Herbalife Ltd. (NYSE:HLF) continues to be a battleground stock for investors and analysts, as some see continued growth in the company’s future and others see nothing but a pyramid scheme. The company announced its share buyback plan and priced its convertible notes, and Canaccord Genuity analysts have maintained their Buy rating and $87 per share price target on the stock.
How Herbalife’s plan will affect growth
Scott Van Winkle and Mark Sigal think Herbalife Ltd. (NYSE:HLF)’s “efficient business model” and the continual global distribution of its products will keep pushing double-digit growth in both earnings and revenue. They note that Herbalife has priced its convertible notes and capped the call transaction, essentially “buying up the conversion price to $120.” They believe that the 2% coupon on Herbalife’s convertible notes is the driver of that financing option since straight interest isn’t deductible for the company because it is incorporated in the Cayman Islands.
Trident Fund LP June 2020 Performance Update: “Don’t Fade the Fed
Trident Fund LP performance update for the month ended June 30, 2020. Q2 2020 hedge fund letters, conferences and more The Trident Fund LP returned +1.1 percent in June, and the fund is +8.3 percent net year to date. The motto “Don’t Fade the Fed” dominated global macro events in June and led the Trident Read More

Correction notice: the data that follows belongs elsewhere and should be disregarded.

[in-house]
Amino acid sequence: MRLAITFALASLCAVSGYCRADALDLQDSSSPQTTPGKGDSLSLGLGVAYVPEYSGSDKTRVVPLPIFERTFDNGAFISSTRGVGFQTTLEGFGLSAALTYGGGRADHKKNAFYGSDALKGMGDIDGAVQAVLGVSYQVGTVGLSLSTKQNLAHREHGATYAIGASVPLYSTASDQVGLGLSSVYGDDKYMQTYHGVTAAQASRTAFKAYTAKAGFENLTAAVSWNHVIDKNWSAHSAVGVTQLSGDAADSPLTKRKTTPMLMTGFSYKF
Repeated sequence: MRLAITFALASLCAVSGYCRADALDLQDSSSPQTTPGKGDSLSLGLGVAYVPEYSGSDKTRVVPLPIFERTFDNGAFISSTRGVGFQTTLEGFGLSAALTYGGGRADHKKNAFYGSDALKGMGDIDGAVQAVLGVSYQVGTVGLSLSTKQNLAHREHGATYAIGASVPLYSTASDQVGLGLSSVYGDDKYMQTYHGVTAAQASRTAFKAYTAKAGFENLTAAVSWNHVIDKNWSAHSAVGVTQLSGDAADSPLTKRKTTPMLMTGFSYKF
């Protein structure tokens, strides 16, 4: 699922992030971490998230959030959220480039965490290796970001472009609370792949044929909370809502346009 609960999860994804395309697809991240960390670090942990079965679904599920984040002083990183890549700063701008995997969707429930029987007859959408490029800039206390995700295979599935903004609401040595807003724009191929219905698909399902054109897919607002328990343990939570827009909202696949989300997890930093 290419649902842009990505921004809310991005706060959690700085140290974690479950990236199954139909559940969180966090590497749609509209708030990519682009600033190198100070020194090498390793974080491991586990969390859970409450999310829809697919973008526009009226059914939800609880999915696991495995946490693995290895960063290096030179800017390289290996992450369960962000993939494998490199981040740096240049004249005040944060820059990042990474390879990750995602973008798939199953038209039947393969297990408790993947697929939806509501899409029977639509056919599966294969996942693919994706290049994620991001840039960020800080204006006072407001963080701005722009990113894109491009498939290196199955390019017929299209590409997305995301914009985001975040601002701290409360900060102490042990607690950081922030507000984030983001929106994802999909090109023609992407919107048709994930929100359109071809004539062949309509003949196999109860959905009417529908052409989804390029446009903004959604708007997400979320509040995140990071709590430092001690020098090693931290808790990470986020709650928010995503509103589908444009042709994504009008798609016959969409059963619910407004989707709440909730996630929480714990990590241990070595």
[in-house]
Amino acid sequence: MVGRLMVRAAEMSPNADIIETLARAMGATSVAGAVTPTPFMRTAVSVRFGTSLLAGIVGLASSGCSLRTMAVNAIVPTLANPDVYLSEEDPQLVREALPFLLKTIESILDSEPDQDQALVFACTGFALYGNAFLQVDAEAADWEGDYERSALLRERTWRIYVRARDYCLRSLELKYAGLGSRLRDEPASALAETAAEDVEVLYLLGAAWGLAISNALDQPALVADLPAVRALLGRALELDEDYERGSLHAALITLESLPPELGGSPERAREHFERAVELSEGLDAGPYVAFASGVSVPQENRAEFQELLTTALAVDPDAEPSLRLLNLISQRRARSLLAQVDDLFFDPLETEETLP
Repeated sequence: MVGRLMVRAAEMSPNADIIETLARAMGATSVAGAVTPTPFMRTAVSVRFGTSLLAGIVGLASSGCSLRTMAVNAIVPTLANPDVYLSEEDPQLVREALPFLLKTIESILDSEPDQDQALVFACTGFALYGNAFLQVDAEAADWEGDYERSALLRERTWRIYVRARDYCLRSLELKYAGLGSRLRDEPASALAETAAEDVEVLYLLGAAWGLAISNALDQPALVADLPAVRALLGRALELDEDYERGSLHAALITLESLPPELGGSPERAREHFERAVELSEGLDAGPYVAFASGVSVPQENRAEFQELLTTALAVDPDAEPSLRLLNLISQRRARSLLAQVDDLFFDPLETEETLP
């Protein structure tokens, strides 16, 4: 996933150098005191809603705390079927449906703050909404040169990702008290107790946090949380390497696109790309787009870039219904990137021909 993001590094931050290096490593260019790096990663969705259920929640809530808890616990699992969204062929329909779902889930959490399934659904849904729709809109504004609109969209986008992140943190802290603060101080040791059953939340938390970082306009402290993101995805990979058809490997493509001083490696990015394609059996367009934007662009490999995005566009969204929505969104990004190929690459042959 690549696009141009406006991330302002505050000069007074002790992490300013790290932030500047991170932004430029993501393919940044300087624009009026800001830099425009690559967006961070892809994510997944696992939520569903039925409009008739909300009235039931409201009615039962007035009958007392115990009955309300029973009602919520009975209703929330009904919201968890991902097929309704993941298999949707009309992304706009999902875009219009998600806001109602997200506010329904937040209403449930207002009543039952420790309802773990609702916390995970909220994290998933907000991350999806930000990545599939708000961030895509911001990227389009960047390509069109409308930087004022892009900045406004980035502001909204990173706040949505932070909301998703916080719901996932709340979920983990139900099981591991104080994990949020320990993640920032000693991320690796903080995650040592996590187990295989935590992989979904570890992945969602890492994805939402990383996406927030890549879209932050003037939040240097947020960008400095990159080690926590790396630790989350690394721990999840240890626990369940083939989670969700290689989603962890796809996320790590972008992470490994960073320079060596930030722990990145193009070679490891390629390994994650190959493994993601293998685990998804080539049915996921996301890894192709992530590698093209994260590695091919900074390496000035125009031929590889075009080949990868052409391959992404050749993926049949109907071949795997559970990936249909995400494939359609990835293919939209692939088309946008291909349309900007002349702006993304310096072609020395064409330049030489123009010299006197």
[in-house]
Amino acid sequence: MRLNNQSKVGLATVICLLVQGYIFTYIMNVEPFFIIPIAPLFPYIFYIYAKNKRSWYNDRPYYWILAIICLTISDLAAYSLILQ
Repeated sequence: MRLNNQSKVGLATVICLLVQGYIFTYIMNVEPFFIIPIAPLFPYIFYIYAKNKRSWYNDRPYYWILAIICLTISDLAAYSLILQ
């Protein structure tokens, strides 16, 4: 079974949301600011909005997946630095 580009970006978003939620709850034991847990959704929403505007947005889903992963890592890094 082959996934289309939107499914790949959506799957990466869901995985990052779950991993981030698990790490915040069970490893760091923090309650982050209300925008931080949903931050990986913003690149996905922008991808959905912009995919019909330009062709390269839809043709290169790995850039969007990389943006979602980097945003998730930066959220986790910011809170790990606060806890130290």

The company also said it was buying 9.9 million shares back, which immediately removes them from its diluted share count. The Canaccord Genuity team sees this share buyback as being 7% accretive to their fiscal 2014 earnings per share estimate. However, they haven’t changed their estimates just yet and believe Herbalife Ltd. (NYSE:HLF) will continue its share buyback activity.
Herbalife remains discounted to peers
Currently Herbalife Ltd. (NYSE:HLF) is trading at about 12 times Canaccord Genuity’s 2014 earnings per share estimate and 7.6 ties EBITDA. That puts the company’s shares at a discount to its peer group and also its historical average forward PE.
Their price target of $87 per share implies 14 times their 2015 earnings per share estimate, which is in the $6.20 range. Their 2015 estimate assumes 10% growth in earnings per share, which they belive is actually modest, compared to the trailing three-year compound annual growth rate of more than 25%. It also assumes that there’s no more “meaningful incremental buyback activity.”